Don't Know Much About History?
Talk to Ed Mannino, who teaches at the University of Pennsylvania in his spare time
Published in 2004 Pennsylvania Super Lawyers magazine
By Debra L. Wallace on May 31, 2004
After graduating first in his class with an American history degree in 1963, Ed Mannino was forced to choose between doing what he loved, which was teaching American history, or going on to law school. “I told my father how much I loved history and that I wanted to teach it,” he says. “My father replied,‘You really ought to go to law school.’ Being a good child, I went to law school and became a lawyer.”
Not a bad decision. Now age 62, Mannino has been practicing law for 38 years and is known for his expertise in complicated banking cases and product liability litigation. After co-founding his own firm with partner Jim Griffith, Mannino came to Akin, Gump, Strauss, Hauer & Feld as a partner in 1998, and has received many honors, including being named to The Best Lawyers in America and being deemed one of America’s Leading Business Lawyers.
Mannino may be one of Philadelphia’s most successful attorneys, but his love for American history has remained constant over the years. He has often fantasized about returning to his first love, teaching. Four years ago, when a history professor at the University of Pennsylvania took another teaching job at the last minute, Mannino’s chance had come.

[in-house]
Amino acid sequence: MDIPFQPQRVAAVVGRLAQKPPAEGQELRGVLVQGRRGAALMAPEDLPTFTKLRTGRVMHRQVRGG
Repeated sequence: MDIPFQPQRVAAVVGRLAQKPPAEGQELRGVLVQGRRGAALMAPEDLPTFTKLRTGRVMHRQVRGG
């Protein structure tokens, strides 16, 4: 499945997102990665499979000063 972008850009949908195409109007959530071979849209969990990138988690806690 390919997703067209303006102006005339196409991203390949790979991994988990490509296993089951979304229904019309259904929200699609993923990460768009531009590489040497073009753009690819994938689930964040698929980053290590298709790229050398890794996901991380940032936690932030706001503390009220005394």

Bruce Kuklick, friends with Mannino for more than 40 years, is a Nichols Professor of History at the University of Pennsylvania.Kuklick recommended Mannino for the suddenly open post. Mannino passed the vetting process that made sure he had the background and skills, and spent his summer vacation reading every American history book he could get his hands on. He now teaches the American survey course (from the Civil War to the present) and has also taught a summer seminar on the American Supreme Court.
“What’s fascinating about Ed is that despite his success with the law, he has continued his interest in history,”Kuklick recently said. “Many of the most compelling conversations that I have had about the American past have been with Ed. I have also used some of his ideas and interpretations in my own teaching. Ed still regards history as his calling, with law an also-ran.”
Mannino’s approach to teaching is to explain how history can be useful and predictive. “I like to show how multiple influences determine historical events, including economics, race, gender, religion and social attitudes. For example, the Civil War was caused by many factors, not just slavery. Economics and the Protestant Second Great Awakening were two such factors.”
One student, 21-year-old Emily Michelle Wise, says Mannino encouraged her to write an oral report on the mass lynching of 11 Italian Americans in New Orleans, her hometown, at the end of the 19th century. “What makes him really stand apart as a teacher is the passion that he brought to each night’s lecture, because of his genuine love for the history of America and for the evolution of American law and politics.”
Last year, though he logged the most billable hours in his career, Mannino never missed a class or a legal proceeding, nor has he ever missed either in his entire career.